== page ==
The Column Online



By Will Osborne & Anthony Herrera

Rover Dramawerks

Directed by Carol M. Rice
Stage Manager – Cecily Warford
Scenic Designer - Rustin Rolen
Costume Designer - Sakura Brunette
Sound Designer - Jason Rice
Lighting Designer – Catherine M. Luster
Properties Designer – Sara Jones
Fight Choreographer – Joseph L. Taylor II
Light and Sound Board Operator – Kenneth Hall
Program – Carol M. Rice
Box Office – Kim Wickware


Hamilton Orr – Kenneth Fulenwider
Barbara Orr – Laura Merchant
Clark Robinson – Chuck E. Moore
Derek Coburn – Ben Scheer
Sheriff Lumpkin – Steve Roberts

Reviewed Performance: 5/11/2018

Reviewed by Ann Saucer, Associate Critic for John Garcia's THE COLUMN

Rover Dramawerks is dedicated to presenting new and rediscovered treasures that are “off the beaten path.” Smoke and Mirrors – a comedy set in a Governor’s vacation home on a private island off the Mississippi Gulf, 1991 -- certainly qualifies. This engaging production is well-paced and earns its fair share of laughs.

Prominent features of the set are a centrally placed, stocked bar, and an assortment of guns mounted on one wall. A revolver is conspicuously missing, and the reason why is immediately revealed.

Gun in hand, Hamilton Orr (Kenneth Fulenwider) kicks off this comedic romp with dramatic flair. Hamilton is the director and producer of a movie to be shot on the private island. His wife, the screenwriter, and the star make their respective appearances in the first act.

As Hamilton, Fulenwider is the type of villain you love to hate. He oozes mendacity, deftly commanding the stage like a silver-tongued devil crossed with a slimy electric eel. Fulenwider revels in his character’s eloquently expressed frustrations. Phrases like, “in his entire miserable, self-centered, narcissistic existence” roll perfectly off of his tongue. Hamilton’s I’m-surrounded-by-imbeciles impatience is very funny. And, it is a delight to watch the authoritarian composure of Fulenwider’s character slowly but surely unravelling. “I damn well will get huffy,” Hamilton ultimately bellows.

One of the thorns in Hamilton’s side is the movie star Derek Coburn, hilariously depicted in a physical performance by the handsome Ben Scheer. Before he even makes an appearance, the audience is primed to cringe at Derek’s shallow, vainglorious antics, and Scheer does not disappoint.

As the emotionally wrecked writer Clark Robinson, Chuck E. Moore excels at breathing humor into his character’s foibles. Hamilton finds just the right button to push on the vulnerable Clark. I confess to relishing the smart dialogue and quick exchanges between a domineering Hamilton and a bumbling Clark on the immorality – or lack thereof -- of plotting the demise of an incompetent, attention-grabbing fraud who destroys good writing for the sake of his soulless aggrandizement. Is it that bad to fantasize about getting rid of the prima donna destroying your work? Hamilton seduces Clark with the fantasy, but doesn’t stop there.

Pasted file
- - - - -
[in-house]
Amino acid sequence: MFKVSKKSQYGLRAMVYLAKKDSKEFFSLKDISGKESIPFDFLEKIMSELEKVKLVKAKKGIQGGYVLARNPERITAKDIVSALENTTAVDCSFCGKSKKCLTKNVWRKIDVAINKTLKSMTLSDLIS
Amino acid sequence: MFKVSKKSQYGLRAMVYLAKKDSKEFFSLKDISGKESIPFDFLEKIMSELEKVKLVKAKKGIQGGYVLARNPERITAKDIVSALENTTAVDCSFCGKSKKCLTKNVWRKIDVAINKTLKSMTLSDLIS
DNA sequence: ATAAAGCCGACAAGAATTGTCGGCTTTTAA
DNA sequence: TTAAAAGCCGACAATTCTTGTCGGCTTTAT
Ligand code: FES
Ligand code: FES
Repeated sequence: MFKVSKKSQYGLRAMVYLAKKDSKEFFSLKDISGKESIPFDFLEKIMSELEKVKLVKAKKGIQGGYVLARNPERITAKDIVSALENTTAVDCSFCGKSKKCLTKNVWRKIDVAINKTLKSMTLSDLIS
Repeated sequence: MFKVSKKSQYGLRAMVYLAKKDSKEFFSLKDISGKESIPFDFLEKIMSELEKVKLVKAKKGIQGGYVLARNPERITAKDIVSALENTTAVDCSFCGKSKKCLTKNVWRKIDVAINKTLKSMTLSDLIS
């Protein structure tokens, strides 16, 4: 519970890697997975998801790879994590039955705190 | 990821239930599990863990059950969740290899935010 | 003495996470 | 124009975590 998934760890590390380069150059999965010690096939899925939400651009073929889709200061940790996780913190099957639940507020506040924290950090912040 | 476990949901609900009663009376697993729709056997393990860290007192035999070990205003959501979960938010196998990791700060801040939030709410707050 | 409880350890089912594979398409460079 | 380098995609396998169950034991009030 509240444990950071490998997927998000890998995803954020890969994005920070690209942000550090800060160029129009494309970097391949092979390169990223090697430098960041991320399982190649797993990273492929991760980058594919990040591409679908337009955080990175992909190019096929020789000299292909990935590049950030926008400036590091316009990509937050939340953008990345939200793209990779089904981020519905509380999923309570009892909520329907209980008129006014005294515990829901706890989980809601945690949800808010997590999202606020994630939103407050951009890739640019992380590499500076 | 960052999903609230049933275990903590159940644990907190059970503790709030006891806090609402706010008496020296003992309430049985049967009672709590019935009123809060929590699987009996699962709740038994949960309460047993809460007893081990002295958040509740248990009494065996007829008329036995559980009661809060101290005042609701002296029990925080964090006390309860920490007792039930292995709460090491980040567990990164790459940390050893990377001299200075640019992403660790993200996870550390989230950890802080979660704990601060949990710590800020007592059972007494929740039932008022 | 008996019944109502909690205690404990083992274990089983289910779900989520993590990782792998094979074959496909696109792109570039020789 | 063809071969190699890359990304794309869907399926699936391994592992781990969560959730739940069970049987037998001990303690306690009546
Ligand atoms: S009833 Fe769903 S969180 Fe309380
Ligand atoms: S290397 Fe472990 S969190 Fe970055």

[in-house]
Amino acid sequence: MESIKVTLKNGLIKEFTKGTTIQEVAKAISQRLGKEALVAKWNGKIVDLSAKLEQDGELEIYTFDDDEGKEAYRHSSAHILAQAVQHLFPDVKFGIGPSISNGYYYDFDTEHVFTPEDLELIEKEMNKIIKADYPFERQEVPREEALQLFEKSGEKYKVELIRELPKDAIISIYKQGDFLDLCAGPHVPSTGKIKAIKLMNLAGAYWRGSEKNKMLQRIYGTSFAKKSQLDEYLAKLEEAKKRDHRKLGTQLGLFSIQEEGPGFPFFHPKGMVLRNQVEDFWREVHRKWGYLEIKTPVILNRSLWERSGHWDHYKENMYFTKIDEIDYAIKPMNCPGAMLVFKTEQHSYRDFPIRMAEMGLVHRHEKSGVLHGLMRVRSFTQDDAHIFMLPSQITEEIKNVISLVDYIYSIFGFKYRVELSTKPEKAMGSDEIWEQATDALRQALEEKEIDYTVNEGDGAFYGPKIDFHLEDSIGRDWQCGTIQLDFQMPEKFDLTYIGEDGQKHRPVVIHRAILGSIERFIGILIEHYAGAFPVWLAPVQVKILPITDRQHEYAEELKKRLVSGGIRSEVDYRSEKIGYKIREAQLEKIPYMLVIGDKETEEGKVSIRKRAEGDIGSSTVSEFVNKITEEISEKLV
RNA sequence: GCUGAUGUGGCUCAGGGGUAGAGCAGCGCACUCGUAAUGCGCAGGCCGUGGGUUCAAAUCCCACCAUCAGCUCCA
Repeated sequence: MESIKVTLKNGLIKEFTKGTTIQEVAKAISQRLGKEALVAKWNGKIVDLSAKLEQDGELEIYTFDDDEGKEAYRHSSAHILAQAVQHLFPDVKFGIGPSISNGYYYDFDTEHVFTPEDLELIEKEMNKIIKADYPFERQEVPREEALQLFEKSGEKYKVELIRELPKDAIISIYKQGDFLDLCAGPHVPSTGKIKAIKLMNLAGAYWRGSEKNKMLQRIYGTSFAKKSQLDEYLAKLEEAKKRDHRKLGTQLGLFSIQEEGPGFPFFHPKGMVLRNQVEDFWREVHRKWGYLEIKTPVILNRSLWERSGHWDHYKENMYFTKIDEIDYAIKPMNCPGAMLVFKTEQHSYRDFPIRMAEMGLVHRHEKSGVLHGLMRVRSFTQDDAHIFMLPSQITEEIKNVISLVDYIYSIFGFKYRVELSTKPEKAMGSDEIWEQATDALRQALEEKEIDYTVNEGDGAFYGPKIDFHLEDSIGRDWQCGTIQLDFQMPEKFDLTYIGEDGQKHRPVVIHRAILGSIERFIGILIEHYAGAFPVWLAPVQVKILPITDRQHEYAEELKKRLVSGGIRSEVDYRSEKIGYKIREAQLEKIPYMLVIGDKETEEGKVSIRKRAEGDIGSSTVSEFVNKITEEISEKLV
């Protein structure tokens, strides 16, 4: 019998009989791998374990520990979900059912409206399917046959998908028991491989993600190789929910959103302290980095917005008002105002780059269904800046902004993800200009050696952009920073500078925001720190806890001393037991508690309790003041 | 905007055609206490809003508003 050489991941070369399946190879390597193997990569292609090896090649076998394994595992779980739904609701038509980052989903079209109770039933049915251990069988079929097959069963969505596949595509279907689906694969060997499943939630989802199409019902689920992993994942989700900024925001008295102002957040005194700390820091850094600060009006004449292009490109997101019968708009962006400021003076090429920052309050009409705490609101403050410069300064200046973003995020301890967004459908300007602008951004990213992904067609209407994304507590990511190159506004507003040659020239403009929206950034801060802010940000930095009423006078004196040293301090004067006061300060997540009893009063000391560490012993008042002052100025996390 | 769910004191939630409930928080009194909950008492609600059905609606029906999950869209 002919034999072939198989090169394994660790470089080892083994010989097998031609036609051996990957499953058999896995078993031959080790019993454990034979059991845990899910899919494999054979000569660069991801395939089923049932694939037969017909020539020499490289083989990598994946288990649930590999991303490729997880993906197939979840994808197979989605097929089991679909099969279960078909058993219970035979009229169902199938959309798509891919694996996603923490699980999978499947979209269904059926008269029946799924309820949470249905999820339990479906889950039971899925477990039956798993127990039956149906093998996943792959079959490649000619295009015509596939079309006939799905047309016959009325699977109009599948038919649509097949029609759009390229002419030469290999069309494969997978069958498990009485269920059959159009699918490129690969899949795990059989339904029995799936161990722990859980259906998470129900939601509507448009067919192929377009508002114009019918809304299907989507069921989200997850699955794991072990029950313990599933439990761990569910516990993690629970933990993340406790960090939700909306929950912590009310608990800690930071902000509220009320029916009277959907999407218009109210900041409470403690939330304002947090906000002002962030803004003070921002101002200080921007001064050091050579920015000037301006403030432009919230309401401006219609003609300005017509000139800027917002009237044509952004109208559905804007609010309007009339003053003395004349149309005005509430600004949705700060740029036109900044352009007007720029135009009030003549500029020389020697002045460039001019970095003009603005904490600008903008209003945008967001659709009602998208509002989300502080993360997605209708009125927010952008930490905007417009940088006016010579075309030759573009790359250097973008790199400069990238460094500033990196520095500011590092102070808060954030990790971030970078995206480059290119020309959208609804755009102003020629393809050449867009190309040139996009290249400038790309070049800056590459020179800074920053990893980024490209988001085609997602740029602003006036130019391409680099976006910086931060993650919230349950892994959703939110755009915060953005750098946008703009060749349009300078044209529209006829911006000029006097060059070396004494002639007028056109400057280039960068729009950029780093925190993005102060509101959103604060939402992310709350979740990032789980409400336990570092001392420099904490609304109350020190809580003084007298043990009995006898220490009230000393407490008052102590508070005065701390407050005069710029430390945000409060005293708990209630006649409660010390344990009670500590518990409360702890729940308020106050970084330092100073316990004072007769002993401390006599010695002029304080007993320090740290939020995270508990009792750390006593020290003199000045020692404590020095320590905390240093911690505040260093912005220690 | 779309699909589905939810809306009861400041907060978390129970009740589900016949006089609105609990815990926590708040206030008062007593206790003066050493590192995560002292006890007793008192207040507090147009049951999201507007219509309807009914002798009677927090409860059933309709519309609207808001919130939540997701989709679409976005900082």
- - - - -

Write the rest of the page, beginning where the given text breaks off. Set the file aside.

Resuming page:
Hamilton is most sympathetic in his exasperation with the inept Sheriff Lumpkin (Steve Roberts). Roberts is marvelous as this southern version of “Columbo,” and he dominates much of the second act. Even when the Sheriff is inept and blundering – or simply in apologetic bad taste (“new blood – poor choice of words”) – Roberts is thoroughly likeable. You know you’re on his side, even if you’re not sure why.

Barbara Orr (Laura Merchant) is Hamilton’s mistreated wife and the movie’s publicist, although Derek treats her like his personal maid. Merchant does a good job of navigating her character’s complexities. One theme that is brought to satisfying fruition is Barbara’s penchant for elaborate metaphor. The play provides a clever dichotomy on methods of persuasion. On the one hand, Hamilton bends others to his will through bullying and appealing to their baser instincts. On the other hand, Barbara manipulates symbols: what I want you to want is what you already want, if you just look at things my way, Barbara reasons. Merchant does a great job with this material.

A visually satisfying aspect of the production is the consistently adroit use of the props: guns, booze, cocktail glasses, the Sherriff’s little black book of notes, among other papers. There is even a paper shredder.

The early 90’s costumes are convincing, with the plush sleepwear serving up particularly nice touches. The set design provides for the often dramatic entrances and exits.

Overall, Smoke and Mirrors is a fun comedy, with great dialogue, and this production zips along at a nice pace.

May 10-26, 2018
Rover Dramawerks
221 W. Parker
Suite 580
Plano, Texas 75023
For information and Tickets call 972.849.0358 or go to